Staying an <i>Co-optation of the Northeastern Provincial Elites, 1931–1932</i>

Rana Mitter

in The Manchurian Myth

Published by University of California Press

Published in print February 2000 | ISBN: 9780520221116
Published online March 2012 | e-ISBN: 9780520923881 | DOI:
Staying an Co-optation of the Northeastern Provincial Elites, 1931–1932

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The Manchurian Incident was marked with prevalent cooperation between the Japanese invaders and the local Chinese leaders. In many places, there was fearless fighting by Chinese opposed to the occupation, but as it was not centrally coordinated, it had little overall effect. However, in the initial period of the occupation, the army's behavior was heavily affected by Chinese actions and, in some cases, their refusal to act. Thus, the Japanese co-optation of Manchurian Chinese elite members at a provincial and local level, making them part of the new regime, was encouraged by the policy of nonresistance to the Japanese advocated by Nanjing and followed by prominent members of the Zhang Xueliang administration, who might have been expected to oppose the Kwantung Army's incursions.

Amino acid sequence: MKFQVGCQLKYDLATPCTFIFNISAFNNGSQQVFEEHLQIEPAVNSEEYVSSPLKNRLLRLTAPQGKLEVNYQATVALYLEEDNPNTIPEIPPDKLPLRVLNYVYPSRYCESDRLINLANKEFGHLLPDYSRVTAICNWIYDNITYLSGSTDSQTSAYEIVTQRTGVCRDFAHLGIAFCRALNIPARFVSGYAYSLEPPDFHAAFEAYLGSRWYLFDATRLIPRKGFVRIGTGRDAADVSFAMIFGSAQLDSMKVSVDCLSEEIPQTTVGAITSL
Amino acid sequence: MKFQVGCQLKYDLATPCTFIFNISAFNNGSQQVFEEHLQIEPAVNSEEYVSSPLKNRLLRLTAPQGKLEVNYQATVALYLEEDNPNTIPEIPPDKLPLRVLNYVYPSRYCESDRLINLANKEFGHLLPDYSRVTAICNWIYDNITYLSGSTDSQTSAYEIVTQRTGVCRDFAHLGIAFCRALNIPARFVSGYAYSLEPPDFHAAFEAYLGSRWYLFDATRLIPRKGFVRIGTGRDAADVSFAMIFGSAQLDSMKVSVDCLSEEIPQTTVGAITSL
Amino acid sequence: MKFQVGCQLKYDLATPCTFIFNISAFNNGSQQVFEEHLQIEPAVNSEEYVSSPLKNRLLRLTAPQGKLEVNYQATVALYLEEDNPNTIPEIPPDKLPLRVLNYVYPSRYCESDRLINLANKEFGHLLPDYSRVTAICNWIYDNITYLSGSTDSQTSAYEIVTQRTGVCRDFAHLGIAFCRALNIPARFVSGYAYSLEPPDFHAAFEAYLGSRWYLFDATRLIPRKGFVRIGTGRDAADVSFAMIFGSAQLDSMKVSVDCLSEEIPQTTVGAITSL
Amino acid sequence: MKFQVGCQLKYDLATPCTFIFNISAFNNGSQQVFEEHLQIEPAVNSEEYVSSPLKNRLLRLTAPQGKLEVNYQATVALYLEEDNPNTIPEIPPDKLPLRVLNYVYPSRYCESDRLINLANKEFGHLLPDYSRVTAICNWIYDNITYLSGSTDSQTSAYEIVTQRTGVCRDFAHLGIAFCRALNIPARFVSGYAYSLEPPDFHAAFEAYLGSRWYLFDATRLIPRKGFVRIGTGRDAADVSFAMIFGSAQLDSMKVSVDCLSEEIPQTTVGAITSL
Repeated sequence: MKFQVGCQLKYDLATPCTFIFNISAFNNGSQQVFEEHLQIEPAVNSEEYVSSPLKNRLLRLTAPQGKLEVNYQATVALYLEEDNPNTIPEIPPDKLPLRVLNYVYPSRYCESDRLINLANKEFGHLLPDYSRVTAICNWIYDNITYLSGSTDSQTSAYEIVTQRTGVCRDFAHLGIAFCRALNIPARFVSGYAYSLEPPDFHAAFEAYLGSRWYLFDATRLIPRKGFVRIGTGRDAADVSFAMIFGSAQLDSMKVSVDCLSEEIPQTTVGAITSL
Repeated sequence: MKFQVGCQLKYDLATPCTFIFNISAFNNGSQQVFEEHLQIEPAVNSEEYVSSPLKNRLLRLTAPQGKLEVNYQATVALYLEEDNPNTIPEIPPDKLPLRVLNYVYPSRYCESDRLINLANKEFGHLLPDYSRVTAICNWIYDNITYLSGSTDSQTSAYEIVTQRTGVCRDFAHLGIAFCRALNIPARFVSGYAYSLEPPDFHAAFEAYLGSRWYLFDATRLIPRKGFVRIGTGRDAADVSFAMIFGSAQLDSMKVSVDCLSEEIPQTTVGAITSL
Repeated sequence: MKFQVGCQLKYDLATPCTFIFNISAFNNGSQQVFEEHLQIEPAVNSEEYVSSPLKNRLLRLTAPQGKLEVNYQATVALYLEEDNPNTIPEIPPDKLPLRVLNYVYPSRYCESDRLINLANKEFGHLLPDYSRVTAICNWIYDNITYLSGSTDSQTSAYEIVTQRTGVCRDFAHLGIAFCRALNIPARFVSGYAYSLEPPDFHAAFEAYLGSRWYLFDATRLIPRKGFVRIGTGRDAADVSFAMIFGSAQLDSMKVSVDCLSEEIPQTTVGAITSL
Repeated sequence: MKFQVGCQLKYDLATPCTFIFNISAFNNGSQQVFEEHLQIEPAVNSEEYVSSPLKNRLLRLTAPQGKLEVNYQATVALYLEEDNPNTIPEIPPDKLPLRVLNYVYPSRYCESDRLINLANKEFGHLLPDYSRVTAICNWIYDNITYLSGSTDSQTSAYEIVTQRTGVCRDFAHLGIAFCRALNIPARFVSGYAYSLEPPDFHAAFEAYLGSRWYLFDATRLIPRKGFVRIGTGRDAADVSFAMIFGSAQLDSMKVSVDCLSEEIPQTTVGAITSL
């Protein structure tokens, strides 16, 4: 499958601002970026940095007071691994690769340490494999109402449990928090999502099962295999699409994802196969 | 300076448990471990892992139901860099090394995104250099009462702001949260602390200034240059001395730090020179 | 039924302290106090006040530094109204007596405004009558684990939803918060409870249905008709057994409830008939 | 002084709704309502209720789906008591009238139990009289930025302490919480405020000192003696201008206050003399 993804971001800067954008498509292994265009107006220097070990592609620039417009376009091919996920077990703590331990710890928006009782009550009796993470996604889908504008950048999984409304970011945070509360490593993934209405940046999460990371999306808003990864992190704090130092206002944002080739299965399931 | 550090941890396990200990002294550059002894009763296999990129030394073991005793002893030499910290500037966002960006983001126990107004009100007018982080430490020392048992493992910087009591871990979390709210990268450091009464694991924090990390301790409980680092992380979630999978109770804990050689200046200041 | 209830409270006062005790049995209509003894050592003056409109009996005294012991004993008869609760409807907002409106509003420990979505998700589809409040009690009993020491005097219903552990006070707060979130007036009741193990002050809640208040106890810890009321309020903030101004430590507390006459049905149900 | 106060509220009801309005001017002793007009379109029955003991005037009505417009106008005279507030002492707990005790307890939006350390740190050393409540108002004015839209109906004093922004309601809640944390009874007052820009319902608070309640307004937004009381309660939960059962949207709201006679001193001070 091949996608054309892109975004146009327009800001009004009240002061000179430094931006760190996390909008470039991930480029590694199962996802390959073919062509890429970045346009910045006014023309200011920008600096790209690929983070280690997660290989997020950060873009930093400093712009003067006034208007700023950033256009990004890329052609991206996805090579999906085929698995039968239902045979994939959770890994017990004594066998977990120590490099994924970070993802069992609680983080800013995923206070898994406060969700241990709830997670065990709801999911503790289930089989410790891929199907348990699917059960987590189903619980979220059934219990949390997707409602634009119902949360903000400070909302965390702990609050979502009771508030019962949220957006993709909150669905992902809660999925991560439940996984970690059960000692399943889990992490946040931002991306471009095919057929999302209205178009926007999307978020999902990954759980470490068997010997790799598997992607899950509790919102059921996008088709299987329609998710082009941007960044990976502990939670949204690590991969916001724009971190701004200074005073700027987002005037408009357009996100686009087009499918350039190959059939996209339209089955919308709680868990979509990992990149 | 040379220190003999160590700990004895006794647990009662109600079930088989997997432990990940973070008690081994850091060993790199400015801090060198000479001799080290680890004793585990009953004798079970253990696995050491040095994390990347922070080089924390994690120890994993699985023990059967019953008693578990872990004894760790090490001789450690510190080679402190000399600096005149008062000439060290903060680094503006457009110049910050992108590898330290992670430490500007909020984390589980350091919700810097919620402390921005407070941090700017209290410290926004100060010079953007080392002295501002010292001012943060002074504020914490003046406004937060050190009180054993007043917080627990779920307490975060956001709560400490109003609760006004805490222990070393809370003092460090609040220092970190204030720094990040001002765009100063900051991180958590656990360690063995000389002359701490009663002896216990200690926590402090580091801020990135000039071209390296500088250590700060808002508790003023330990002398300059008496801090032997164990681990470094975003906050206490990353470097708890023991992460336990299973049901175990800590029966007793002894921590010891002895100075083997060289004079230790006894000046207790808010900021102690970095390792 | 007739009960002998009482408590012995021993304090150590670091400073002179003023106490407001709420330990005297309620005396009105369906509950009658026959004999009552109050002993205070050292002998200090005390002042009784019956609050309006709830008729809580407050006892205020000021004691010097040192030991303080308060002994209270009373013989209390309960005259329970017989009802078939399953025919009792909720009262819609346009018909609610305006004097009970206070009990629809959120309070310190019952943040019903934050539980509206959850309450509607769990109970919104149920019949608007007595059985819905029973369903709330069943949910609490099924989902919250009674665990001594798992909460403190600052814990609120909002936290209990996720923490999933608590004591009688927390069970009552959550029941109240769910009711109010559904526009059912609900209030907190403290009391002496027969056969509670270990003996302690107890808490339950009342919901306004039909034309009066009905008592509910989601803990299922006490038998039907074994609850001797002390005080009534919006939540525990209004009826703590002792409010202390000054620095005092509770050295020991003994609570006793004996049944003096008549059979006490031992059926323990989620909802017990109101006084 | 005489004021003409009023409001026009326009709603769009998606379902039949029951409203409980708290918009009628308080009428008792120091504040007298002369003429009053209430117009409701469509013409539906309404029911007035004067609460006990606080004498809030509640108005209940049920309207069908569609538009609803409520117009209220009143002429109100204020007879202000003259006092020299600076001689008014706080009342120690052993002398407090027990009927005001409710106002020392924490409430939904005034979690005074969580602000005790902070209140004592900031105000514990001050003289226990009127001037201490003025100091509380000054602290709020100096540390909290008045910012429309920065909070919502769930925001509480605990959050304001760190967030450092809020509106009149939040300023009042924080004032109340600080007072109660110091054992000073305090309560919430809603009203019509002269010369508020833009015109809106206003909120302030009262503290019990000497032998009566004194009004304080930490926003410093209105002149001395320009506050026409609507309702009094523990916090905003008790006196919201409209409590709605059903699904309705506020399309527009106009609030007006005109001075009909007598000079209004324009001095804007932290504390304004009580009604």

Keywords: Manchurian Incident; invaders; co-optation; Chinese; Kwantung Army

Chapter.  12300 words. 

Subjects: Asian History

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